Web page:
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    Bill Lynch says that after the mayor’s race, he’s going back to being a philanthropist.

    For now, he remains chairman of the Lincoln Club.

    Scott Lewis on Politics LogoAs the U-T put it when Lynch was named to the Airport Authority more than a decade ago, Lynch’s businesses “run a gamut from commercial real estate to laundromats, cosmetology schools and dining yachts.”

    But it was his literacy foundation and the Reading Recovery program that got him national attention.


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    Throughout 2013, Lynch proved influential. Almost every day during the primary for mayor, the Lincoln Club filled voters’ mailboxes with attacks on former Assemblyman Nathan Fletcher. Lynch’s role in that strained some of his longtime friendships.

    Before the race began, his opinions kept some from supporting a recall of Mayor Bob Filner, despite Lynch’s distaste for Filner.

    I was happy to take the chance recently to press Lynch on a few points. Here was our lightly edited conversation.

    VOSD: I wanted to ask you about your influence on the mayoral election.

    Bill Lynch: Look, I had been a Nathan [Fletcher] supporter. I was really impressed with him. He was one of the few guys who returned a check.

    Returned a check?

    Yeah, he was going to run for Assembly and he decided instead to serve in the military. He sent back my check. I thought wow, what a guy. That’s a hell of a thing to do.

    Our mantra during the primary in 2012 was “anybody but Filner.” Only reason we came out so strong behind Kevin [Faulconer] later is not so much that Nathan was a Democrat.

    We saw the poll he filled out for the unions. That was what did it. That’s why we went after him.

    And you had a row with Qualcomm.

    I have the highest respect for Qualcomm. They sent what I would consider a nasty letter saying, “What the hell are you doing?”

    That stuff in the mailer we sent had already appeared on TV and in articles. But we never sent the mailer out again. I apologized. We never mentioned Qualcomm again. We simply quoted what he had said and what had been in the media.

    (Edit: The claims in the mailers, specifically about how much Fletcher made at Qualcomm and the evidence that he supposedly hadn’t worked were later refuted.)

    Everything we put out had been in the media or was something he said. The other side had Kevin connected with the people who shut down the federal government – that he was connected to the Tea Party.

    I don’t even know who the Tea Party is in San Diego. They didn’t even try to source it.

    Let’s be clear though. There was like one hit on Faulconer and another on Alvarez and 40, 50, 60, on Fletcher. Why did you go after Fletcher and not Alvarez?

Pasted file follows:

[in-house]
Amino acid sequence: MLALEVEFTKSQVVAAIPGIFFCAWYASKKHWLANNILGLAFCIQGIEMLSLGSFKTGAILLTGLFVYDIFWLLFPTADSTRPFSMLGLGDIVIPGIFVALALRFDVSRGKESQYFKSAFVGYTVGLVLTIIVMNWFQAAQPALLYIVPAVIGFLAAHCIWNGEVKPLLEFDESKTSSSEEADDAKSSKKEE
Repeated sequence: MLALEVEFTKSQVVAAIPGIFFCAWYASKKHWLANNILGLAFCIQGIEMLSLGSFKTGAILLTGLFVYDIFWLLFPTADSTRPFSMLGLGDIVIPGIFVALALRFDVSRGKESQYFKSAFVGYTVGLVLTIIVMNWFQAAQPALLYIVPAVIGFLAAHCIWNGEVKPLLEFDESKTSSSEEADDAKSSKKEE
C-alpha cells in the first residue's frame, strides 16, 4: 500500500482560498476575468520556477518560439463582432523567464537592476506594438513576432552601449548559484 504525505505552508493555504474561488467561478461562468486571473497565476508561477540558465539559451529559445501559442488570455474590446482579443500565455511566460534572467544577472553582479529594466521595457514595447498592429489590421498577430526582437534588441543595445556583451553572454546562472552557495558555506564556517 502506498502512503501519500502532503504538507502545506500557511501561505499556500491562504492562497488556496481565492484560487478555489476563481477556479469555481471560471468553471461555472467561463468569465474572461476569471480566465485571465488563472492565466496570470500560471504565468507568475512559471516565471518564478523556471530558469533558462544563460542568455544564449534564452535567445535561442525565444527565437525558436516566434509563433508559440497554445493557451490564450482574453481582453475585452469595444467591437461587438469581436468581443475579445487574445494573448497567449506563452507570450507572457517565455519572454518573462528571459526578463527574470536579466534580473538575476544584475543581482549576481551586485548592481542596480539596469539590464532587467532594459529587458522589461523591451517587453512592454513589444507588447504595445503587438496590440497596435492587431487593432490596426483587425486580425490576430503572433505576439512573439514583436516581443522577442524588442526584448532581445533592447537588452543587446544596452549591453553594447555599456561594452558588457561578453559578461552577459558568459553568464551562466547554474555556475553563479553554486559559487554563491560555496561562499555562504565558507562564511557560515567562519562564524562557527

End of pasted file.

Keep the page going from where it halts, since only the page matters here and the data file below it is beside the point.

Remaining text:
The issue, according to people smarter than me, was that it would be a more classic race if we could have people who took the positions of their party. Because when we would talk to Nathan, he would tell us that he was a centrist but he took positions that were just as he filled out on his questionnaire for the unions. They had a questionnaire with 40 questions. You could answer it 1 for if you are “with us” and 5 if you are “against us.”

    He checked 32 1s and eight 5s.

    That pretty much demonstrated to us all we needed to know. The issue was how to have a clear race.

    But you clearly determined that Faulconer has a better chance against Alvarez, right?

    That’s what I guess we will find out.

    Not so sure that’s exactly what went into it. We took direction from people who thought this would be the tactic – that at least we knew what David was. And we felt that Nathan’s viewpoint had not been – we wanted him to come forward and state on the record exactly where he was coming from.

    I would say that we were unsuccessful in what we hoped to do – to get him to clarify where he was coming from. He had very conservative business people who believed he agreed with their point of view. It was a matter of clarifying where everyone stood.

    I was at a banquet recently and I sat next to Malin Burnham. He leaned over to me and said, “You know a story you should do? The Lincoln Club. You know what I call them? The Lynching Club. All they do is attack, like a mob. It’s character assassination.”

    I’m not going to respond publicly to that sort of thing. I have responded privately. It would not be my place. I do not engage in that kind of conversation.

    Malin, God bless him. He is an icon of the community and can say whatever he wants and I don’t intend to answer in kind.

    Evidently he believes we made some attack on Nathan that was not justified. But my guess is that if you set up some neutral panel to analyze what we said about Nathan, I think they would agree we stayed way inside the line on anything that would be considered a real hit piece.